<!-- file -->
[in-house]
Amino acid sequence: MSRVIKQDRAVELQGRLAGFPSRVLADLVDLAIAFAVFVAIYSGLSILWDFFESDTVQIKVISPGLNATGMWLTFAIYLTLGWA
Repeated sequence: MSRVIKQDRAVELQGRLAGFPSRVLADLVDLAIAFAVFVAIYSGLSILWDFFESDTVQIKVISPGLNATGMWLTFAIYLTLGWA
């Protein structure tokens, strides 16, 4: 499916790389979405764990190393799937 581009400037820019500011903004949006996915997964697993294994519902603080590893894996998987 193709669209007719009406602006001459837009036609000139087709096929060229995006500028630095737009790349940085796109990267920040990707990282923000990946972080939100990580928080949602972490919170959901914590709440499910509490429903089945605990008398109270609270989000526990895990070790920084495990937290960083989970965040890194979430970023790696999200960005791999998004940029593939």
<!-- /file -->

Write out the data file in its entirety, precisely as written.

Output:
[in-house]
Amino acid sequence: MSRVIKQDRAVELQGRLAGFPSRVLADLVDLAIAFAVFVAIYSGLSILWDFFESDTVQIKVISPGLNATGMWLTFAIYLTLGWA
Repeated sequence: MSRVIKQDRAVELQGRLAGFPSRVLADLVDLAIAFAVFVAIYSGLSILWDFFESDTVQIKVISPGLNATGMWLTFAIYLTLGWA
């Protein structure tokens, strides 16, 4: 499916790389979405764990190393799937 581009400037820019500011903004949006996915997964697993294994519902603080590893894996998987 193709669209007719009406602006001459837009036609000139087709096929060229995006500028630095737009790349940085796109990267920040990707990282923000990946972080939100990580928080949602972490919170959901914590709440499910509490429903089945605990008398109270609270989000526990895990070790920084495990937290960083989970965040890194979430970023790696999200960005791999998004940029593939």